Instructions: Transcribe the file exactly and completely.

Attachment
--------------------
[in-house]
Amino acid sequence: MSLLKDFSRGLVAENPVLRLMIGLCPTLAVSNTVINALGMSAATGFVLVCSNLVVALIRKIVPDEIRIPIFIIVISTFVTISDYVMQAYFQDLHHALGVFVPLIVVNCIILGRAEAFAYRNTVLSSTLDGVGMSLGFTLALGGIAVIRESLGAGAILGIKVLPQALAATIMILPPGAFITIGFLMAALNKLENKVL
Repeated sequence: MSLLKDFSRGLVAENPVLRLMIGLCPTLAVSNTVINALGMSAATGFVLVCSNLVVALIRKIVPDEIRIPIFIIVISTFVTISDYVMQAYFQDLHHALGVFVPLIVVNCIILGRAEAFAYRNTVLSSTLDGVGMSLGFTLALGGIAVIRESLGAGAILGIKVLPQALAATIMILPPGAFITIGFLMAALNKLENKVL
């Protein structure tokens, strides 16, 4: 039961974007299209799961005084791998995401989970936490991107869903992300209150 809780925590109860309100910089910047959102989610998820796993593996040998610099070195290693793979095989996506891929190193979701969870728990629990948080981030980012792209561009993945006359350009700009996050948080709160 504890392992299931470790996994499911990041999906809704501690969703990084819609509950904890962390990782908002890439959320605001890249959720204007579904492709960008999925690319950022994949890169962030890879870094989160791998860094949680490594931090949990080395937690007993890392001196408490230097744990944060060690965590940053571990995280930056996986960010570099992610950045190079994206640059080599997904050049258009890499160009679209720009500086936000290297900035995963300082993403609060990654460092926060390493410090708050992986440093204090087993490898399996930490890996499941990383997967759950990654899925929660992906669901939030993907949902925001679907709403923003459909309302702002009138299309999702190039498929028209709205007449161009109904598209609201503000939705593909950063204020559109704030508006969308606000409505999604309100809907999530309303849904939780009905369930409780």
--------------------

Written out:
[in-house]
Amino acid sequence: MSLLKDFSRGLVAENPVLRLMIGLCPTLAVSNTVINALGMSAATGFVLVCSNLVVALIRKIVPDEIRIPIFIIVISTFVTISDYVMQAYFQDLHHALGVFVPLIVVNCIILGRAEAFAYRNTVLSSTLDGVGMSLGFTLALGGIAVIRESLGAGAILGIKVLPQALAATIMILPPGAFITIGFLMAALNKLENKVL
Repeated sequence: MSLLKDFSRGLVAENPVLRLMIGLCPTLAVSNTVINALGMSAATGFVLVCSNLVVALIRKIVPDEIRIPIFIIVISTFVTISDYVMQAYFQDLHHALGVFVPLIVVNCIILGRAEAFAYRNTVLSSTLDGVGMSLGFTLALGGIAVIRESLGAGAILGIKVLPQALAATIMILPPGAFITIGFLMAALNKLENKVL
């Protein structure tokens, strides 16, 4: 039961974007299209799961005084791998995401989970936490991107869903992300209150 809780925590109860309100910089910047959102989610998820796993593996040998610099070195290693793979095989996506891929190193979701969870728990629990948080981030980012792209561009993945006359350009700009996050948080709160 504890392992299931470790996994499911990041999906809704501690969703990084819609509950904890962390990782908002890439959320605001890249959720204007579904492709960008999925690319950022994949890169962030890879870094989160791998860094949680490594931090949990080395937690007993890392001196408490230097744990944060060690965590940053571990995280930056996986960010570099992610950045190079994206640059080599997904050049258009890499160009679209720009500086936000290297900035995963300082993403609060990654460092926060390493410090708050992986440093204090087993490898399996930490890996499941990383997967759950990654899925929660992906669901939030993907949902925001679907709403923003459909309302702002009138299309999702190039498929028209709205007449161009109904598209609201503000939705593909950063204020559109704030508006969308606000409505999604309100809907999530309303849904939780009905369930409780």